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Getting back on track



 
 
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NANCYPAT1
Posts: 44,032
4/29/13 10:46 P

You can reverse that trend - just make your small changes. Try to figure out what might help you not slide backward NEXT time. Are you cutting out all of your favorites and then getting the feeling of deprivation? If so, fit your favorites into your eating plan. Are you trying to do everything at once? Try doing one or two things to start and then gradually adding others. Look at why and maybe you can postpone or avoid slipping off track next time.



HM_JACKSON
SparkPoints: (17,481)
Fitness Minutes: (14,872)
Posts: 333
4/29/13 1:06 P

Good to hear that I am not alone and that there is hope to get back on track. I was doing so great, reaching my goals and then a month of not following the plan exactly and hear I am 11 pounds heavier and feeling just yuck!



NANCYPAT1
Posts: 44,032
1/27/13 12:25 P

Thanks for the reinforcement of the importance of not forgetting that we are HUMAN and WILL have setbacks and challenges forever - that is called LIFE. So often when people go on a DIE T they think something magical will happen and they will never ever again face HUMAN foibles. PLAN and revise, tweak, and PLAN some more because I have never met a PLAN that worked all the time or in every situation. I sometimes feel like my plans are a bit of a crazy quilt full of patches on patches as I have had to change them to fit all of the new and everchanging circumstances.

Edited by: NANCYPAT1 at: 1/27/2013 (12:26)


STARDUST2K4
Posts: 1,343
1/27/13 12:14 P

Regarding this journey, "Perfect" isn't in my vocab. It's more of knowing that setbacks and binges are going to happen, but preparing for how I will spring back. Trying to be perfect is too stressful and the last time I tried that, it translated into 'all or nothing'.

I think we all do this: We try to tell ourselves after a binge that it'll never happen again, and we've learned our lessons, but then a few days, weeks, or months later, there we are again crying on the panic room floor because we've binged and feel defeated.

It's not about preventing it from ever happening again. For me at least, it's not about if it ever happens again, it's about WHEN. I know that they are still going to happen. Hell, I took a week off last week from the gym, and my eating suffered. I ended up eating over 4000 calories yesterday. Am I going to give up? no.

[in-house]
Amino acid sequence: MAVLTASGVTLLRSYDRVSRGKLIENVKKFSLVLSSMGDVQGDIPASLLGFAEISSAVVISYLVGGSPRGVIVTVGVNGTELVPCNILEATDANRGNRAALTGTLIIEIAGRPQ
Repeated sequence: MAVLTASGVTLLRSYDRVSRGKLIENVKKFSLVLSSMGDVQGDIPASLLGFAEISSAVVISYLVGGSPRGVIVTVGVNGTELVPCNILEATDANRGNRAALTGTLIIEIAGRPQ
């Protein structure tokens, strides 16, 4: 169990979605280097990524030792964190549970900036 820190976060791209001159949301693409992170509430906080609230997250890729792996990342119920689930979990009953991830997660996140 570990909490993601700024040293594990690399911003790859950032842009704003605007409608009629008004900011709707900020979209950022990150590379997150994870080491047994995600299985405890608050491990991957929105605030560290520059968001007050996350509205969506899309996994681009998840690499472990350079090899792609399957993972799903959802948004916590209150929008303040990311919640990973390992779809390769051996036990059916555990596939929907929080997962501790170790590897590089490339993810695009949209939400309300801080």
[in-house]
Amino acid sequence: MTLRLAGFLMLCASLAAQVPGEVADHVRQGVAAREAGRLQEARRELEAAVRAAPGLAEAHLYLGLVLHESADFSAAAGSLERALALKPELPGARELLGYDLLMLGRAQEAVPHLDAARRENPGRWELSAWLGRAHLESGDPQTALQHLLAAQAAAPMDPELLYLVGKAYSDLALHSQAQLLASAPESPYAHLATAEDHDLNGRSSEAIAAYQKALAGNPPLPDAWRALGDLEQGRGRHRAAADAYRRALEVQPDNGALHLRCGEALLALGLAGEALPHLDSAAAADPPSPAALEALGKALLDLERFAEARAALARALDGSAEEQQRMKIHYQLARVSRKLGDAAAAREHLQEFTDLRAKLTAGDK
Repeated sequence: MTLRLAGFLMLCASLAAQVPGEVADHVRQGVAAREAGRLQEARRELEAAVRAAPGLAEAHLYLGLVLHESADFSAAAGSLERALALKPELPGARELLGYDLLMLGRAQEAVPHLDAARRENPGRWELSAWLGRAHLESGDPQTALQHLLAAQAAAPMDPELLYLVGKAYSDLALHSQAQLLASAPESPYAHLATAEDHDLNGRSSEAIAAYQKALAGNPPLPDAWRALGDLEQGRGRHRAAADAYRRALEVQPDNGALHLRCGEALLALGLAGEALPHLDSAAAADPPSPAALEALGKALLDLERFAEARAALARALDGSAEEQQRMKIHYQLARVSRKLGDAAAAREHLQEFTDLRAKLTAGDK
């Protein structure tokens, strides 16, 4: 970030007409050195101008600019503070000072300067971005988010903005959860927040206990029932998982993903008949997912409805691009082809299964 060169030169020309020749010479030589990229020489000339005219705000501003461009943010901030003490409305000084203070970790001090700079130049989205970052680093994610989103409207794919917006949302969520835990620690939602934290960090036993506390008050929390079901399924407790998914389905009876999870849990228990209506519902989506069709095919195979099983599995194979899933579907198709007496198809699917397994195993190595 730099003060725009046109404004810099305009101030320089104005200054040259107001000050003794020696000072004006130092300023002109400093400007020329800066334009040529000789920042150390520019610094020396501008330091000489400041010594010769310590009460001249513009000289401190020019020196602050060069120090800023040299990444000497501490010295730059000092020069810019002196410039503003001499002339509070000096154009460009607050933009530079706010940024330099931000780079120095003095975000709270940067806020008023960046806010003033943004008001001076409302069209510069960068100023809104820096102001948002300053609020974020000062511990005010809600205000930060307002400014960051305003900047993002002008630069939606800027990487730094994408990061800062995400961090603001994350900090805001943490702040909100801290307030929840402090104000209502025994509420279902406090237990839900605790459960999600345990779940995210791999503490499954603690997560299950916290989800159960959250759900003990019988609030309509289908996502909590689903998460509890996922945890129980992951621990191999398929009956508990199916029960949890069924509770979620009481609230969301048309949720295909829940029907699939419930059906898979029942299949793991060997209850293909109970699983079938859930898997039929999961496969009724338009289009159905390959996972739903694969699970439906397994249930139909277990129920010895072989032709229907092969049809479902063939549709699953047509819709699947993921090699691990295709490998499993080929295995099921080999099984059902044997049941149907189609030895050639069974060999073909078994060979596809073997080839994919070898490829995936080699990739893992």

This isn't all or nothing. It's about making sure that there is more time spread out between these incidents, learning from them, and jumping back on it with determination.



DRAGONCHILDE
SparkPoints: (56,141)
Fitness Minutes: (14,204)
Posts: 9,568
1/26/13 9:38 P

Perfect is a word you need to get out of your vocabulary. "90% perfect" isn't perfect at all.

This isn't a journey of perfection. You don't have to be perfect, or even mostly perfect, to lose ewight. You just have to be healthier, focus on making small changes, and aim for understanding that there will be good days AND bad days.

No one ever makes it to the end perfectly. We're all human, we all mess up, we all have ups, downs, and imperfections.

Remember this is healthy living... not perfection.



NANCYPAT1
Posts: 44,032
1/26/13 8:40 P

Okay. I cannot even imagine being even 90% perfect. I really strive for something around 80% because that seems realistic and doable. I am past being in a HURRY to get stressed out about the process. I go in spurts and fits and starts - Often plat eau for several months and then drop about 10 lbs. Then I slow down and don't lose for a couple more and then another 10 drops. When I say I don't lose it is more like I bounce around within a 5-8 poun d range for that time. I expect it will take time, but will eventually pay off. Not working steadily at the process doesn't mean I go crazy, it means I sorta, kinda, make mostly healthy choices and that I kinda sorta do better than I once would have done.

I am not sure this is what you were looking for but that is MY story and I don't think it is going to change dramatically in the near future.



EURYDICE86
Posts: 30
1/26/13 5:17 P

I am a member for a couple of years and an active one for a few months. I have had a lot of setbacks and decided many times to get back on track "from now on I'll be 90% perfect at least". I have seen many people who have just decided, started and lost all the weight according to their original plans. I wonder how many of you have never fallen off the horse or has always met their planned goals. Also, how many is the average percent of days you think you have spent in the "twilight zone", where you don't do anything for weight loss... regardless of injury or family circumstances.



 
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